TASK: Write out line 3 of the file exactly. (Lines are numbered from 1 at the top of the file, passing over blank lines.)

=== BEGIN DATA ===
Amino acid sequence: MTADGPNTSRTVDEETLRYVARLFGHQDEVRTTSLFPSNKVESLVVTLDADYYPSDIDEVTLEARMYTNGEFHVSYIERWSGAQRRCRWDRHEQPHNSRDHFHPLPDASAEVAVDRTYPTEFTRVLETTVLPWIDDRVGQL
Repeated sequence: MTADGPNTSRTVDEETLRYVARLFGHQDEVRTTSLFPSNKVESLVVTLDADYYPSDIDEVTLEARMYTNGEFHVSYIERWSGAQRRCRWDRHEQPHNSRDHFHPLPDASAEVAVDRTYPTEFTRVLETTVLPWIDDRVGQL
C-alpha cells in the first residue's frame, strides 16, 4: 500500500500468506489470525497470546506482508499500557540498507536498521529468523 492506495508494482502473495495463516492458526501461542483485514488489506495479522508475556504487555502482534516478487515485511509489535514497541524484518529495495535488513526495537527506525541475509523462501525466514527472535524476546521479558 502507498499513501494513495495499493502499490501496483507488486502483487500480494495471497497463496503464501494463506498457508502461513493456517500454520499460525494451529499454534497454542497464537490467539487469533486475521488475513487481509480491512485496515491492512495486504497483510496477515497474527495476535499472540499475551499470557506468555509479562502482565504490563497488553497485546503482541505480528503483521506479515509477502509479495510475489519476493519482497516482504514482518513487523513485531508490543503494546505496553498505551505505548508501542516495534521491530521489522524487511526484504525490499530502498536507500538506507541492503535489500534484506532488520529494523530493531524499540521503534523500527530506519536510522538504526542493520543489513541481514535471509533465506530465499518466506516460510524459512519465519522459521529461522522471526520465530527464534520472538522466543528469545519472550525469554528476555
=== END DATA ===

C-alpha cells in the first residue's frame, strides 16, 4: 500500500500468506489470525497470546506482508499500557540498507536498521529468523 492506495508494482502473495495463516492458526501461542483485514488489506495479522508475556504487555502482534516478487515485511509489535514497541524484518529495495535488513526495537527506525541475509523462501525466514527472535524476546521479558 502507498499513501494513495495499493502499490501496483507488486502483487500480494495471497497463496503464501494463506498457508502461513493456517500454520499460525494451529499454534497454542497464537490467539487469533486475521488475513487481509480491512485496515491492512495486504497483510496477515497474527495476535499472540499475551499470557506468555509479562502482565504490563497488553497485546503482541505480528503483521506479515509477502509479495510475489519476493519482497516482504514482518513487523513485531508490543503494546505496553498505551505505548508501542516495534521491530521489522524487511526484504525490499530502498536507500538506507541492503535489500534484506532488520529494523530493531524499540521503534523500527530506519536510522538504526542493520543489513541481514535471509533465506530465499518466506516460510524459512519465519522459521529461522522471526520465530527464534520472538522466543528469545519472550525469554528476555